Pilot Study: Using Machine Learning and Optical Coherence Tomography Angiography for Detecting Systemic Cardiovascular Illnesses and Cardiometabolic Risk Factors


This study explored the potential use of machine learning (ML) and optical coherence tomography angiography (OCTA) to detect systemic cardiovascular illnesses and cardiometabolic risk factors. Conducted at the Royal Adelaide Hospital, Australia, from January 2019 to December 2019, the study recruited patients from the Department of Cardiology and Ophthalmology. Participants were included after informed and written consent were gained, with exclusion criteria including individuals with pre-existing retinal vascular diseases, hemodynamic instability, inability to position for scanning, and severely myopic eyes. After ethics approval was obtained, the following data were collected: age, gender, height, weight, comorbidities, smoking status, current medications, and most recent blood tests.

OCTA scans were performed without the use of mydriatics using the Carl Zeiss CIRRUS HD-OCT Model 5000. Image pre-processing and machine learning involved the use of open-source Python libraries, namely Sci-Kit Learn and Tensorflow. After the images were resized to 256 × 256 pixels and re-scaled, the total dataset was randomly split into a training and a testing dataset (75%/25% split). Random transformations were then applied to the images in the training dataset, including a degree of rotation, width shifts, and horizontal flipping.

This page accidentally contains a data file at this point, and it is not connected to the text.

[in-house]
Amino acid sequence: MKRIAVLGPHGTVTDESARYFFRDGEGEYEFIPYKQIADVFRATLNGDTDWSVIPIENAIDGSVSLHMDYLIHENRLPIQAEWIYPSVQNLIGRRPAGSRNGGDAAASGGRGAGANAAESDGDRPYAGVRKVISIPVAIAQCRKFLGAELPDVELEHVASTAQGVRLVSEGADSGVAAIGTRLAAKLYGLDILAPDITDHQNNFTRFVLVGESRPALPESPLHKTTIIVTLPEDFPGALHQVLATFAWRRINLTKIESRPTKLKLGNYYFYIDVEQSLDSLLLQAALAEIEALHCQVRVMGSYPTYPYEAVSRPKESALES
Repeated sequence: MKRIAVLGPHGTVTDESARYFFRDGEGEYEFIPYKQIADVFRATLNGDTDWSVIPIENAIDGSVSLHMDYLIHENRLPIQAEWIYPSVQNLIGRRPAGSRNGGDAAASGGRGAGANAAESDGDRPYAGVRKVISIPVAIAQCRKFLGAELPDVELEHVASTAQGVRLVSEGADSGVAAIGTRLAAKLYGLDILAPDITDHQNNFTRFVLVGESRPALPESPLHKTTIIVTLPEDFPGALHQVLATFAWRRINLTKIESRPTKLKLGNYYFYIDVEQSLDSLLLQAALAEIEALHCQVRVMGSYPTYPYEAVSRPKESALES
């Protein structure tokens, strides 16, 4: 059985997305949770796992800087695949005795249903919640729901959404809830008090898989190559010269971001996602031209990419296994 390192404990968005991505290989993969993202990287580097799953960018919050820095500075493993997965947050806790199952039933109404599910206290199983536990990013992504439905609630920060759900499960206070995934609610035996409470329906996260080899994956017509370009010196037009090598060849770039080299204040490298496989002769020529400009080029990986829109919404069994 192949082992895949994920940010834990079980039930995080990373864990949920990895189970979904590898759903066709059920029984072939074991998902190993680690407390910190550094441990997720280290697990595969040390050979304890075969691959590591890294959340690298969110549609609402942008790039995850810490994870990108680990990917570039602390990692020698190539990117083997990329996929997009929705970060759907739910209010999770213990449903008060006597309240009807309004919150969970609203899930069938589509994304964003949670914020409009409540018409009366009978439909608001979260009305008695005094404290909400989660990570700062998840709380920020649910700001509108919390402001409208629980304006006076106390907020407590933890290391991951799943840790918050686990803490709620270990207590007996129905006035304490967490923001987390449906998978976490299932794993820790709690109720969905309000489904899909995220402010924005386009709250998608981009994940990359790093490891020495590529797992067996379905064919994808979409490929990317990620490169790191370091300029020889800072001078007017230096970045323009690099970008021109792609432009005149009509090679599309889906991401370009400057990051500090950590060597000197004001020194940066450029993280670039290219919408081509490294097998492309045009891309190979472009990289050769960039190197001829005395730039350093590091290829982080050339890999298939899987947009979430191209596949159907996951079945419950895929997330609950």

Two models were developed using convolutional neural networks, the first of which incorporated one 2D convolutional layer, one 2D maximum pooling layer, and one dense layer; the second using transfer learning and MobileNetV2. Performance was assessed on the unseen test dataset; Area under the receiver operator curve (AUC) was calculated using the trapezoidal rule and Youden’s index determined the cut-off scores.

Conducted at the Royal Adelaide Hospital and Oceanic Health Care Centre, the study was led by Dr. Mark T. Smith and Dr. Willie C. Wong, with ethics approval from the Central Adelaide Local Health Network Ethics Committee. Their team was excellent at combining quality data collection with the use of machine learning and optical coherence tomography angiography to provide a clinically useful system for predicting systemic cardiovascular illnesses and cardiometabolic risk factors.

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